Looks like everyone else here is thrilled, but why would any non-Calvinist attend something like this, even at Ridgecrest? You may end up preaching to the choir.

Don't you think something like this needs to happen at the annual pastors conference of the SBC to really impact both sides of the fence, as far as reaching pastors and denominational staff?

Bill
Grace Church Planting Ministries

Drew said...

This thrills my soul. I think a significant portion of non-calvinists will be encouraged to attend, because it is being co-sponsored by SEBTS, whose president is not a calvinist. I do hope that this conference helps us to achieve the stated goals.

kingofbleh said...

Tom -

I look forward to attending the conference. It's right down the road from me. Thank you for taking the initiative to engage others on a denominational level on behalf of reformational southern baptists. I will be praying for you, the organizers and all those who will be participating in this event.

irreverend fox said...

great!

will either of the dynamic Caner duo be involved? I hope so!

SelahV said...

G.Alford: now I was thinking just the other way :)
I just hope that the divisive effects of “Hyper Anti-NON-Calvinism” will be addressed. Isn't it funny how we can look at an elephant and see two different sides to that bugger? I hope you know I'm joshing.

This might prove to be wonderful, even if those things aren't addressed G. Let's think positive. selahV

Tom said...

Bill:

I think it is a step in the right direction because anytime brothers can meet to address potentially explosive differences and do so in a humble way, good results. Also, so much of the debate over the doctrines of grace consists of talking past one another or at one another rather than to one another that more heat than light is generated. Our hope is that this conference will be free from that tendency.

Of course, I would rather see this kind of thing addressed at the pastors' conference, but I don't have that opportunity. Why would a non-Calvinist attend this meeting? The same reason that Calvinistic Southern Baptists might attend--to learn, fellowship, challenge and be challenged biblically by brothers with whom we cooperate in the SBC.

I am certainly not about conference for conferences' sake, just as I am not excited about books or websites for their own sakes, either.

The conference we are planning will be unlike anything else in existence. If the Lord blesses as we are asking, I believe it can accomplish much good for Southern Baptists.

David Wilson said...

Bill wrote: "but why would any non-Calvinist attend something like this..."

Understanding your response and appreciating your spirit, Tom, I second what Bill wrote. I am not a Calvinist, but try hard to work with people who are Kingdom minded regardless of their stance on this. If I'm going anywhere this fall, it would be to the FL Conv or something like Catalyst. Hearing the debates and point counterpoint just doesn't appeal to me.

Michael Corley said...

Dr. Ascol,
I too am excited about the conference and I would love to do an interview on our radio program about the conference and the outcome of your membership resolution at the annual meeting. I will follow-up with your office or you can contact me through www.mikecorley.org.

G. Alford said...

Selahv,

“Hyper Anti-NON-Calvinism”

Thanks… I really needed to smile… and lighten up a bit…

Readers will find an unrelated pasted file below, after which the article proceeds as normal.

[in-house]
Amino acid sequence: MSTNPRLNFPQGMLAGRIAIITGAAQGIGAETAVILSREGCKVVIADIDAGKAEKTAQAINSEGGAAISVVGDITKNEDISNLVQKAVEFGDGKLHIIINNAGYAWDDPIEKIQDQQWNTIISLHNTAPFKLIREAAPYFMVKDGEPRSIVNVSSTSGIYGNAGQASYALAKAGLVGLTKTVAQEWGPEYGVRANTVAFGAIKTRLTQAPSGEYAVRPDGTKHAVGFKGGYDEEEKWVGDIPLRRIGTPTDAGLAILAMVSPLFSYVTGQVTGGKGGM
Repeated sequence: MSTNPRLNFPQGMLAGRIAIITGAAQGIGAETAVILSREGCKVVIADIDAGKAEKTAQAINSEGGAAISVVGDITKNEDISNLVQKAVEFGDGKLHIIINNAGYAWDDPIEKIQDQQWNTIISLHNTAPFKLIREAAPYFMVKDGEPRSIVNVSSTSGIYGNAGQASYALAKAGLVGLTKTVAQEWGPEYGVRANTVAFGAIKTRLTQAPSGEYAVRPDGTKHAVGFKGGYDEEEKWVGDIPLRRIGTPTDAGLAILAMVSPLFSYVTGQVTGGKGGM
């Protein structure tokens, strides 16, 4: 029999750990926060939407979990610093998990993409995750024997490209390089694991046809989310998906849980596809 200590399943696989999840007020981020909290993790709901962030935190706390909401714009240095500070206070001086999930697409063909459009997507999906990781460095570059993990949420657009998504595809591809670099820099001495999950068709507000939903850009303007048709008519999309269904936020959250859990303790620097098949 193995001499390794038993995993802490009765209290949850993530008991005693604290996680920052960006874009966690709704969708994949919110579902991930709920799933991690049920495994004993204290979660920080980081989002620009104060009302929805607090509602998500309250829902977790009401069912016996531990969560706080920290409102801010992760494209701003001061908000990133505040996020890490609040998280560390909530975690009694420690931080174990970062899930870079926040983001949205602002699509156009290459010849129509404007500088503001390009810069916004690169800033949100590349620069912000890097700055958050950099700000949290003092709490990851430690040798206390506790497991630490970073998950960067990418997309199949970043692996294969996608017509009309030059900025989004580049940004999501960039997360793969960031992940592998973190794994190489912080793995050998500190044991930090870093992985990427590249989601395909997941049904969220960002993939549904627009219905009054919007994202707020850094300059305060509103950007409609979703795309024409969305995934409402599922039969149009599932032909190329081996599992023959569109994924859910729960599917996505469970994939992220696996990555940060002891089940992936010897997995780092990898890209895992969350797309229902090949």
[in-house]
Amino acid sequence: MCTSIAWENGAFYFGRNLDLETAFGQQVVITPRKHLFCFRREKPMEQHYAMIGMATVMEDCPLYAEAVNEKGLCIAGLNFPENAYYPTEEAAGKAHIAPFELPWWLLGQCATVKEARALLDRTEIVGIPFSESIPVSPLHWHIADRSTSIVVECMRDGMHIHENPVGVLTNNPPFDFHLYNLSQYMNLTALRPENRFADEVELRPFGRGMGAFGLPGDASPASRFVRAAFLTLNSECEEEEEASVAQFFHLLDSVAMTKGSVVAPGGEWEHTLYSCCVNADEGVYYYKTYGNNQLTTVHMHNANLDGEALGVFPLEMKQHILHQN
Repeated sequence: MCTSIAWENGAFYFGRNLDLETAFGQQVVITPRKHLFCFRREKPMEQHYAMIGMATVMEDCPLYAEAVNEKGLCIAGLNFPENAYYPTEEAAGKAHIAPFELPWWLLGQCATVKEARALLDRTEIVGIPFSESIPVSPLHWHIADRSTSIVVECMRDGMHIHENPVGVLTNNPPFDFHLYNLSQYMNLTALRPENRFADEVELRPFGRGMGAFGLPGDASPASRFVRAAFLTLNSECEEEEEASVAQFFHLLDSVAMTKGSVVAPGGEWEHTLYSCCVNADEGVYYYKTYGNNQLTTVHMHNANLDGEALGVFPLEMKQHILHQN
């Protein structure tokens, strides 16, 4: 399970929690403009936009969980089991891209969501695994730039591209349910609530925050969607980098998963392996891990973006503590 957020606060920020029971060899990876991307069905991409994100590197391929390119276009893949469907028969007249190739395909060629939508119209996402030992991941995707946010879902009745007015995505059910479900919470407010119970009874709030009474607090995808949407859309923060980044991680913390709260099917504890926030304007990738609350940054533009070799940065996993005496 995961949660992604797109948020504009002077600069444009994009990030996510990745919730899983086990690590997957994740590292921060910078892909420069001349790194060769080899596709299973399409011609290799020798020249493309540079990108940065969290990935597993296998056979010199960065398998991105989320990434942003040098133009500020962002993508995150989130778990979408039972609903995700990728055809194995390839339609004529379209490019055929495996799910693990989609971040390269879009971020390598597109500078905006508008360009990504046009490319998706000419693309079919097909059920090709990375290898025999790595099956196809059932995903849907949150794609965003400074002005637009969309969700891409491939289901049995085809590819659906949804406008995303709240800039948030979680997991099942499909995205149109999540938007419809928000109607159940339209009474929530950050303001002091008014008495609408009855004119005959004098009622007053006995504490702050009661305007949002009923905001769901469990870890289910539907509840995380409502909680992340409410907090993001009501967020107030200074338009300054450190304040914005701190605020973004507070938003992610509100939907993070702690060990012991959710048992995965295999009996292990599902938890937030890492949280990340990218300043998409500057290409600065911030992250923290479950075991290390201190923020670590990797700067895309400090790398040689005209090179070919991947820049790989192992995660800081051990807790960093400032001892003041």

Tom,

I think Bill was (as were some others of us) hoping the Big announcement would be along the lines of reformed missions?

However, I am excited about the conference and I will be there… perhaps another Big announcement will be made soon?

Grace to all,

David said...

I will make plans to attend as more details become available. I live less than an hour from Ridgecrest - let me know if I can help somehow. I'd also like to reorganize a founders fraternal in western NC. If anyone is interested, visit www.foundersnc.com or email me at david.roberts@foundersnc.com and let me know if you're interested.

Chris Jordan said...

Tom,

I am pleased to hear about the conference. Keep up the good work and striving toward a healthier SBC! I hope that there will be many more conferences in the future about doctrinal issues.

Though Morris Chapman would rather avoid “disputable doctrines that lead to destructive distractions" and “embrace the core beliefs [we] hold in common”, my fear is that the “core beliefs” are getting harder to nail down. Subjects such as “What is the Gospel?” and “What is a True Believer” and “What is Inspiration?”, etc.

For example:
In a recent article by Baptist Press (found here - http://www.bpnews.net/BPnews.asp?ID=25807), I read some very troubling words from the winner of the 2007 Blue Ridge Mountains Christian Writers Conference May 20-24 sponsored by LifeWay Christian Resources.

The winner apparently is a dear sweet lady named Sherry Carter. The troubling part is when the article credits her in saying "I never wrote anything before!... All I can say is, these are God's words, not mine. He dictated so fast, I couldn't type fast enough. I'm His workbench, and that's all I ever care to be," she said, her humble and grateful acceptance delighting the audience.”

Now, I’m sure what she wrote was inspiring, but are we to believe that these are the very words of God? Is this book inspired just as Paul, Peter, James and John were inspired by God to write the New Testament? Or are these similar to the claims of Joseph Smith who received the golden tablets from an angel that is now “Another Testament of Jesus Christ”?

I guess my biggest question is: Where has the doctrine of inspiration disappeared in the Southern Baptist Convention? And let’s assume that Ms. Carter didn’t actually mean it this way. Then why does Lifeway Christian Resources seem to be celebrating the fact that she is the best writer because “[God] dictated so fast.”

Please help me to understand where the SBC is headed! Do we believe any longer in the closed cannon of Scripture? Do we trust that the Bible is inspired, inerrant, and ALL-sufficient?

We MUST continue to sharpen our understanding of the time-tested doctrines. Those who came before us gave their lives for the sake of Christ and His truth... let's not so easily turn our back on them!

Les Puryear said...

Tom,

I am putting this conference on my schedule.

The breakfast this morning was wonderful. Voddie's sermon should be heard by every pastor in the SBC.

Les

Bill Lollar said...

Tom, you can call me a bit cynical or jaded, but I have serious doubts regarding the appropriateness of such measures for the times we live in.